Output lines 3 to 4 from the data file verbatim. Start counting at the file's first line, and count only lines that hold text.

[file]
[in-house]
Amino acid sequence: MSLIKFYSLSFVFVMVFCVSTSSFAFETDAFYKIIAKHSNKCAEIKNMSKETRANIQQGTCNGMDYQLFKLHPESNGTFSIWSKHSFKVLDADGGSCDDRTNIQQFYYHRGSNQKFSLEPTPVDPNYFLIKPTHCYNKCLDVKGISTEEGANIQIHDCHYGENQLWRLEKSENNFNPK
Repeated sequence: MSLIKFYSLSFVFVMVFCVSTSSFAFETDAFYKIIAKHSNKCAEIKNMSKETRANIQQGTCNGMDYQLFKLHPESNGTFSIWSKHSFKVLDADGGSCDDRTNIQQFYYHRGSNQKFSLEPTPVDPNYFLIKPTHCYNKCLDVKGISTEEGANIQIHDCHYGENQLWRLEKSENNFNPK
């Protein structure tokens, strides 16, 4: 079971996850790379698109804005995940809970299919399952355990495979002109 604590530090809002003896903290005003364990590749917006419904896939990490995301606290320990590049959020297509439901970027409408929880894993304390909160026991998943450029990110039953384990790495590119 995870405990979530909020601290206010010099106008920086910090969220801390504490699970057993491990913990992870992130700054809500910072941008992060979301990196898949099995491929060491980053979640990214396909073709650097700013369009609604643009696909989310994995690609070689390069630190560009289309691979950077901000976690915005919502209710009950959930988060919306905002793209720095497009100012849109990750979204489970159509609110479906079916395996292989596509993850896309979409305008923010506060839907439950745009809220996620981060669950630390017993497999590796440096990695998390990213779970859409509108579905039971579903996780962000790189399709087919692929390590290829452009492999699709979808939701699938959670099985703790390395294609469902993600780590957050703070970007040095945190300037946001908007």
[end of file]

Repeated sequence: MSLIKFYSLSFVFVMVFCVSTSSFAFETDAFYKIIAKHSNKCAEIKNMSKETRANIQQGTCNGMDYQLFKLHPESNGTFSIWSKHSFKVLDADGGSCDDRTNIQQFYYHRGSNQKFSLEPTPVDPNYFLIKPTHCYNKCLDVKGISTEEGANIQIHDCHYGENQLWRLEKSENNFNPK
């Protein structure tokens, strides 16, 4: 079971996850790379698109804005995940809970299919399952355990495979002109 604590530090809002003896903290005003364990590749917006419904896939990490995301606290320990590049959020297509439901970027409408929880894993304390909160026991998943450029990110039953384990790495590119 995870405990979530909020601290206010010099106008920086910090969220801390504490699970057993491990913990992870992130700054809500910072941008992060979301990196898949099995491929060491980053979640990214396909073709650097700013369009609604643009696909989310994995690609070689390069630190560009289309691979950077901000976690915005919502209710009950959930988060919306905002793209720095497009100012849109990750979204489970159509609110479906079916395996292989596509993850896309979409305008923010506060839907439950745009809220996620981060669950630390017993497999590796440096990695998390990213779970859409509108579905039971579903996780962000790189399709087919692929390590290829452009492999699709979808939701699938959670099985703790390395294609469902993600780590957050703070970007040095945190300037946001908007």